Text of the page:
When Brian Sabo was doing his monthly clinics all over California, I know he had pure dressage riders and hunter riders coming to him for lessons as well as event riders, so he's in a great place to help bring disciplines together. It seems like a great project.

TwoStar3Day
Mar. 21, 2008, 10:42 AM
I had a wonderful event horse who won dressage every time. After a bizarre field accident in which he fractured his skull and compressed four vertebrae in his neck (smashed headfirst into a stone wall running around in a huge field), I retired him from eventing (on the advice of surgeons at Morven). Was not right to compress him anymore or risking pain over the big jumps. We turned to hunters, low hunters, (my first time) and trained with Peter Foley for over a year. It was too much fun. Peter was wonderful and very compassionate towards my horse. When he got on him and rode him for me my heart would stop. So wonderful to watch. Beautiful.

On another note, has Greg Best had any hunter influence in NZ, or is he strictly jumpers?

SteeleRdr
Mar. 21, 2008, 11:24 AM
Elizabeth Webb's Lantana? He used to be in the same barn as Lion King and Tip. He is SO cool.

Yup.

Renn/aissance
Mar. 21, 2008, 08:02 PM
No kidding! Once you said that, I remembered talking to Elizabeth when we were trail riding and she had mentioned that he used to event- he went Advanced, right? I love Lantana- not only is he fun to watch, but he's a sweetheart in the barn too.

eventrider
Mar. 21, 2008, 09:47 PM
Is Elizabeth Webb/ Elizabeth Callahan the same Elizabeth Callahan that trains race horses and now hunter ponies? She has horses at Charlestown?
If so, she is a friend and I would love to ask her about Lantana!

Thanks!

Xctrygirl
Mar. 21, 2008, 10:43 PM
What do you mean, he wasn't quite right? You mean in the head? Well, with some of the things he's eaten... :lol:


Hey now... he stole my nacho Doritos at Culpeper!!! I didn't feed them to him!!! ;)

And hell after surviving a truck fire on the way down and standing alongside rt 15 for 3 hours plus... I'd have fed him my purse, clothes and dog if he had wanted!!!

Still was Reserve Champ that weekend or something. I forget.

Tipperoo (as I lovingly called him) was and always will be a saint.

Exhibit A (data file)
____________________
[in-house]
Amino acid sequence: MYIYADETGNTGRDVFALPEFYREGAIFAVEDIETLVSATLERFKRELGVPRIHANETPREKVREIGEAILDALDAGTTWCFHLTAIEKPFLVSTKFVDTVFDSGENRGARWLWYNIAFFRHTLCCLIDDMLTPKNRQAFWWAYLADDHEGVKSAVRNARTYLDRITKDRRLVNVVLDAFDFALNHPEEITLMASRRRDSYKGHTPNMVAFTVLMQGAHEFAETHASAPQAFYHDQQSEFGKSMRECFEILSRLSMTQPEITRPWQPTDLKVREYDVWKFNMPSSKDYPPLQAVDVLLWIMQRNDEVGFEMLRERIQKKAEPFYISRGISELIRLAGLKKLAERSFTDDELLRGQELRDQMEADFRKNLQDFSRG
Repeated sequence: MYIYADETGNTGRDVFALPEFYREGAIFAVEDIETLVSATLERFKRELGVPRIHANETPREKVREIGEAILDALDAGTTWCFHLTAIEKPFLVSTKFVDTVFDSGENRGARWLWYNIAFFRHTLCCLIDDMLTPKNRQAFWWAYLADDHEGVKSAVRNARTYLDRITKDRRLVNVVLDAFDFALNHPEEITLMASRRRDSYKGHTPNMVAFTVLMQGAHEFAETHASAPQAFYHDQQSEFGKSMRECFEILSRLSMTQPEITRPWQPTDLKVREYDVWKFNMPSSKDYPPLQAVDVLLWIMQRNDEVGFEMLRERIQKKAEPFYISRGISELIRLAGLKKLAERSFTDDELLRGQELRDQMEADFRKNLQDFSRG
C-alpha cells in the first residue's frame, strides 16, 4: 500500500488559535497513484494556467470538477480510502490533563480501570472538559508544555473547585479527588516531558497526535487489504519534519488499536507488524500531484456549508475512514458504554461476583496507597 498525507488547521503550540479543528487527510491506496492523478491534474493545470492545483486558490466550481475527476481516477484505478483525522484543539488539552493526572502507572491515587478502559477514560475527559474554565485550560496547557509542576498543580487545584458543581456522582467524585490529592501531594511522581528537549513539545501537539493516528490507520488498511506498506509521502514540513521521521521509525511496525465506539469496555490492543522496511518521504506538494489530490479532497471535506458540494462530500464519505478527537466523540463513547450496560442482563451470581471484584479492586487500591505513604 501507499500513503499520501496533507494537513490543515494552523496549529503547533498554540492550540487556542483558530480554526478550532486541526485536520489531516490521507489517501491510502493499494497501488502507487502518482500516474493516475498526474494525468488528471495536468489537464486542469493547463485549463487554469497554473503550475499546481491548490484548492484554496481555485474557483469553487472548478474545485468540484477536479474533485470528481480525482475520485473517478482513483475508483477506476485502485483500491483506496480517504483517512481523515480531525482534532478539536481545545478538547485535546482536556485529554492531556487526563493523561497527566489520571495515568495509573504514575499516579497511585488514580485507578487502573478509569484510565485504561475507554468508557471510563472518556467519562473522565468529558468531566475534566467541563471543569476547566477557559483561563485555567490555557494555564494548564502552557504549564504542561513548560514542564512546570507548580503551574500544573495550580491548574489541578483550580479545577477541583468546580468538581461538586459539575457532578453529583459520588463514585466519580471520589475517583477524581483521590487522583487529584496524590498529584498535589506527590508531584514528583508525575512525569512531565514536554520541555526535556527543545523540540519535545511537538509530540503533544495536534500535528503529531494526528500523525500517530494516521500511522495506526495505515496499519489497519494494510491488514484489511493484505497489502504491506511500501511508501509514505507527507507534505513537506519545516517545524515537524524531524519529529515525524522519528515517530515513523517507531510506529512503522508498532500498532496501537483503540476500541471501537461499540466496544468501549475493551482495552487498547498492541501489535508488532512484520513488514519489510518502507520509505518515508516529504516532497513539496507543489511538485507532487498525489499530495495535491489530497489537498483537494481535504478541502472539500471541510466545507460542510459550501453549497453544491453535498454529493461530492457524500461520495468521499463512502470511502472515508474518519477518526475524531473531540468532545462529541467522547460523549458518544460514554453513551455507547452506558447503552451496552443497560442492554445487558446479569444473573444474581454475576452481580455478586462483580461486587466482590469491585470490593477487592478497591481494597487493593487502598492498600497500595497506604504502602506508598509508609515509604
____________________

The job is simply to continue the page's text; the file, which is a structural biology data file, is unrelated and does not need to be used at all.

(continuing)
He took me to the MCI center for Washington International and even did well during the 3 am (yes really) ring schooling time.

It was cool as hell and he and I had a blast despite my poor ride. 3rd place was still great!!

And as far as XC goes, I did get him to jump 2 successive jumps in a row without a panic attack spent looking for rabid Jack Russels!!! :lol:

~Emily

allicolls Aefvue Farms Deep South
Mar. 22, 2008, 01:04 AM
A barnmate of mine bought an Appendix QH who had evented (not sure how high) through his 10yo year. Last summer they won the AQHA Youth World Championship in Equitation Over Fences, and have been very successful in junior hunters, jumpers and eq on the A circuit. He is a brave, wise soul who will jump anything, and has been such fun to watch grow into a beautiful hunter/jumper/eq horse, once he developed reliable brakes!

Renn/aissance
Mar. 22, 2008, 01:07 AM
Yep, the horse is a certified saint. He is a GOOD, GOOD boy.

I've been doing some cross-country schooling with him. We've taken it slow and we don't do anything too crazy because I'm a chicken but he's gotten a lot calmer (almost kicking quiet out there the other day) and he waits, and when I say "OK, you need to come back now" he says "OK" and he doesn't charge at the fences. And today he tried to lick a Jack Russell. Then the JRT licked him back and that was a bit scary, but he could still try to chew the dog, so it was OK.

And it doesn't surprise me about the Doritos. He has stolen so much food from people... the kids at pony camp several years ago were feeding him everything to see what he'd finally turn down. The horse ate McDonalds. He ate salami. He ate Chik-Fil-A. He ate turkey sandwiches. He ate plastic, but I'm assured that that was by accident. He ate peanut brittle and a Hershey's bar and a banana with the peel and half a bag of sour cream and onion chips. I nearly had a heart attack when I found out that the kids were doing this, but since he was so happily eating everything, they were blissfully unaware that there could be problems. Tip was really disappointed when I forbade lunch-eating near his stall. :lol:

Back on topic- my horse John, may he rest in peace, evented at BN and Novice for a few years (limited not by his scope but by the rider, whom I understand was easy to police.) He was with me a very successful hunter trials horse- think firsts and seconds in classes of 30some- and held his own when we tried to qualify for WIHS local day. If he hadn't been neurotic he would have been a better hunter, and I suspect that was part of the reason his rider couldn't stay in the tack (he had a mean spookshyturn180degreesin2seconds) running cross country, but he was still quite a quality horse.

Auburn
Mar. 22, 2008, 09:17 AM
Mrs. R. N. Whitehurst (Peg), who was my Pony Club DC, had a horse called Mock Orange ("Pumpkin") that she rode at Training and Prelim, who could go in the Working Hunter Divisions at the Tuscaloosa Charity Horse Show (which was an A rated show) and win.

I believe that Pat Thuss had a horse that could do both, too, though I can't remember it's name.

Unfortunately, my 14.3h Morab event horse just wasn't suited to do hunters, though we did try. LOL! :winkgrin: